- Du J, Martin SM, Levine M, Wagner BA, Buettner GR, Wang S, Taghiyev AF, Du C, Knudson CM, Cullen JJ; Mechanisms of Ascorbate-induced Cytotoxicity in Pancreatic Cancer; Clin Cancer Res; 2010; 16:509-520.
- Duconge J, Miranda-Massari JR, Gonzalez MJ, Jackson JA, Warnock W, Riordan NH: Pharmacokinetics of vitamin C: insights into the oral and intravenous administration of ascorbate. P R Health Sci J 2008, 27:7-19.
- Duconge J, Miranda Massari JR, Gonzalez MJ, Riordan NH; Schedule-dependence in Cancer Therapy: What is the true scenario for Viamin C? Journal of Orthomolecular Medicine. 2007. 22(1):21-26.
- Espey MG, Chen P, Chalmers B, Drisko J, Sun AY, Levine M, Chen Q; Pharmacologic ascorbate synergizes with gemcitibine in preclinical models of pancreatic cancer; Free Radic Biol Med. 2011 Jun 1;50(11):1610-9. Epub 2011
- Hickey Ds, Roberts HJ, Cathcart RF; Dynamic Flow: A Model for Ascorbate. J of Orthomolecular Medicine; 2005; 20(4):237-244.
- Hoffer LJ, Levine M, Assouline S, Melnychuk D, Padayatty SJ, Rosadiuk K, Rousseau C, Robitaille L, Miller WH Jr. Phase I clinical trial of i.v. ascorbic acid in advanced malignancy. Ann Oncol. 2008 Nov;19(11):1969-74.
- Intravenous Vitamin C in Combination with Standard Chemotherapy for Pancreatic Cancer. [http://www.clinicaltrials.gov/ct2/show/NCT00954525].
- Jackson JA, Riordan HD, Hunninghake RE, Riordan NH. High dose intravenous vitamin C and long time survival of a patient with cancer of the head of the pancreas. J Ortho Med. 1995; 10:87-88.
- Juan Du, Sean M. Martin, Mark Levine, Brett A. Wagner, Garry R. Buettner, Sih-han Wang, agshin F. Taghiyev, Changbin Du, Charles M. Knudson, and Joseph J. Cullen. Mechanisms of Ascorbate-induced cytoxicity in Pancreatic Cancer. Clin Cancer Res: 16(2) January 15 2010.
- Kassouf W, Highshaw R, Nelkin GM, Dinney CP, Kama AM. Vitamins C and K3 sensitize human urothelial tumors to gemcitabine. J Urol. 2006. Oct;176(4 Pt 1):1642-7.
- Mayland CR, Bennett MI, Allan K. Vitamin C deficiency in cancer patients. Palliative Medicine 2005; 19: 17-20
- Mikirova NA, Jackson JA, Riordan NH. The effect of High Dose IV Vitamin C on Plasma Antioxidant Capacity and Level of Oxidative Stress in Cancer Patients and Healthy Subjects. Journal of Orthomolecular Medicine Vol. 22. No. 3, 2007.
- Murata A, Morishige F, Yamaguchi H; Prolongation of survival times of terminal cancer patients by administration of large doses of ascorbate; Int J Vitam Nutr Res Suppl; 1982; 23:103-113.
- Padayatty SJ, Sun H, Wang Y, Riordan HD, Hewitt SM, Katz A, Wesley RA, Levine M: Vitamin C pharmacokinetics: implications for oral and intravenous use. Ann Intern Med; 2004; 140:533-537.
- Pilot Trial of Intravenous Vitamin C in Refractory Non-Hodgkin Lymphoma (NHL). [http://www.clinicaltrials.gov/ct2/show/NCT00626444].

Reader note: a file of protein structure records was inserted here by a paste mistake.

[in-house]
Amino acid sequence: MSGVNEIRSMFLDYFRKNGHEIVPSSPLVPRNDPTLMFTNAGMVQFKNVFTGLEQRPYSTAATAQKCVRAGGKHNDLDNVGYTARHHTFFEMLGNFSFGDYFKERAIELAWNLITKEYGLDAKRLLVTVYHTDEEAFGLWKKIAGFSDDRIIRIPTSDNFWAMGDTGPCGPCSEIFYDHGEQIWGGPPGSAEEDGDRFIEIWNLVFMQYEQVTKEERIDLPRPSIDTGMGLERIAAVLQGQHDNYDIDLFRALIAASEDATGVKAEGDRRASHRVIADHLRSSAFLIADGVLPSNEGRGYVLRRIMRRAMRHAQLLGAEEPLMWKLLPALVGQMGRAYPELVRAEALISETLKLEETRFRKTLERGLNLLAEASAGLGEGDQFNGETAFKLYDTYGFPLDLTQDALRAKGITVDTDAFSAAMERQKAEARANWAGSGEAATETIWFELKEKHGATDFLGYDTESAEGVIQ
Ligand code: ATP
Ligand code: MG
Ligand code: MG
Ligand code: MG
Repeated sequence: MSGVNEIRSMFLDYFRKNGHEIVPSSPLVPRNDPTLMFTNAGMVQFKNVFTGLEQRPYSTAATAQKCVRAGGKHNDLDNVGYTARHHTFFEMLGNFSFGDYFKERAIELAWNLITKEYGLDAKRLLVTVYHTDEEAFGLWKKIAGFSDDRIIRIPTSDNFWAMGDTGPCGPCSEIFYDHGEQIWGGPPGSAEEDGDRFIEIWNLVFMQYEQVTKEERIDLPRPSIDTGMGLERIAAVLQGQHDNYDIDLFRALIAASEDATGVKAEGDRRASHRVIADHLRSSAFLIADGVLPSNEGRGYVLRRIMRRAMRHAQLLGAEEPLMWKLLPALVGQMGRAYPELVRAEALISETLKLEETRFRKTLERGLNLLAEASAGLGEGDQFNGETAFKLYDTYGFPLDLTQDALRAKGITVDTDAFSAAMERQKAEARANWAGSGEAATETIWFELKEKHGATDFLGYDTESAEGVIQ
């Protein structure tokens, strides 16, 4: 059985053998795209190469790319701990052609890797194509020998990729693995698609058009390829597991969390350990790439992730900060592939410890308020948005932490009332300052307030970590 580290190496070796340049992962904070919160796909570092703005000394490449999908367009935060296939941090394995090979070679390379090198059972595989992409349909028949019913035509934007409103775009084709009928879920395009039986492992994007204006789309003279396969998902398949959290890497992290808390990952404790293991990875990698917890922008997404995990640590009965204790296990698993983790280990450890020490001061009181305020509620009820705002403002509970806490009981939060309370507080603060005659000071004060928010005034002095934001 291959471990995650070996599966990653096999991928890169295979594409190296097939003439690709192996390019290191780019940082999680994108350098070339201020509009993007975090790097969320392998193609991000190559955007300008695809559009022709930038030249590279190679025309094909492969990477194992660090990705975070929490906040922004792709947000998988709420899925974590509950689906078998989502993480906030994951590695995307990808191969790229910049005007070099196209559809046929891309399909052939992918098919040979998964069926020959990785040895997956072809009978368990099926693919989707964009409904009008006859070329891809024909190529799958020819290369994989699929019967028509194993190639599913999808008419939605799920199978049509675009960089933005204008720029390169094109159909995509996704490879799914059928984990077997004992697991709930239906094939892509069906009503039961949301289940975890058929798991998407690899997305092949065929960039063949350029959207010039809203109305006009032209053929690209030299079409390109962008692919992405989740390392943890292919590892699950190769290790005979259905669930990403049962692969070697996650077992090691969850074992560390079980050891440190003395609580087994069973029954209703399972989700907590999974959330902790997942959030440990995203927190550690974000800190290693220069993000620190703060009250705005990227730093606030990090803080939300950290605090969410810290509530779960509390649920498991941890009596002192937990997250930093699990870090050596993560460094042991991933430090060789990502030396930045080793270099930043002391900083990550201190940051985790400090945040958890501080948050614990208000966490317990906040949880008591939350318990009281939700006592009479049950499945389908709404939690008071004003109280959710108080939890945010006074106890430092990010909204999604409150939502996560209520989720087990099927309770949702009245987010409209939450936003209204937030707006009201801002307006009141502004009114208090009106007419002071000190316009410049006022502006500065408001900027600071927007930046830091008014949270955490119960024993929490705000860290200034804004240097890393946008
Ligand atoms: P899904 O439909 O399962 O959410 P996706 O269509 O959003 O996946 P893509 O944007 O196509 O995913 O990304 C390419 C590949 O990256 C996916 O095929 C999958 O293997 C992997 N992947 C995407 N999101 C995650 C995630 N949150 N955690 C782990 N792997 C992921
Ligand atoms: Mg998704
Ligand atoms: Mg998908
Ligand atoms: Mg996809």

- Qi Chen, Michael Graham Epsey, Andrew Y. Sun, Chaya Pooput, Kenneth L. Kirk, Murali C. Krishna, Deena Beneda Khosh, Jeanne Drisko, and Mark Levine. Pharmacologic doses of ascorbate act as a prooxidant and decrease growth of aggressive tumor xenografts in mice.
- Riordan HD, Casciari JJ, Gonzalez MJ, Riordan NH, Miranda-Massari JR, Taylor P, Jackson JA. A pilot clinical study of continuous intravenous ascorbate in terminal cancer patients. PR Health Sci J. 2005;24:269–276
- Schorah et. al. Depletion of Plasma Antioxidants in Surgical Intensive Care Room Patients Requiring Parenteral Feeding: Effects of Parenteral nutrition with or without Alanyl-Glutamine dipeptide supplementation. Am J Clin Nutr.1996.(63)5:760-765.
- Sebastian J. Padayatty, Hugh D. Riordan, Stephen M. Hewitt, Arie Katz, L. John Hoffer, Mark Levine. Intravenously administered vitamin C as cancer therapy: three cases. CMAJ. 2006 March 28; 174(7): 937–942.
- Study of High Dose Intravenous (IV) Ascorbic Acid in measurable Solid Tumor disease. [http://www.clinicaltrials.gov/ct2/show/NCT01125449].
- Study of High-Dose Intravenous (IV) Vitamin C Treatment in Patients With Solid Tumors. [http://www.clinicaltrials.gov/ct2/show/NCT00441207].
- Trial of Chemotherapy Plus Intravenous Vitamin C in Patients With Advanced Caner for Whom Chemotherapy Alone is Only Marginally Effective. [http://www.clinicaltrials.gov/ct2/show/NCT01050621].
- Tsantes AE, Bonovas S, Travlou A, Sitaras NM. 2006. Redox imbalance, macrocytosis, and RBC homeostasis. Antioxid Redox Signal. 8:1205-1216.
- Verrax J, Calderon PB. Pharmacologic concentrations of ascorbate are achieved by parenteral administration and exhibit antitumoral effects. Free Radic Biol Med. 2009 Jul 1;47(1):32-40.
- Vitamin C as an Anti-cancer Drug. [http://www.clinicaltrials.gov/ct2/show/NCT01080352].
- Yeom CH, Jung GC, Song KJ: Changes of terminal cancer patients’ health related quality of life after high dose vitamin C administration. J Korean Med Sci 2007; 22:7-11.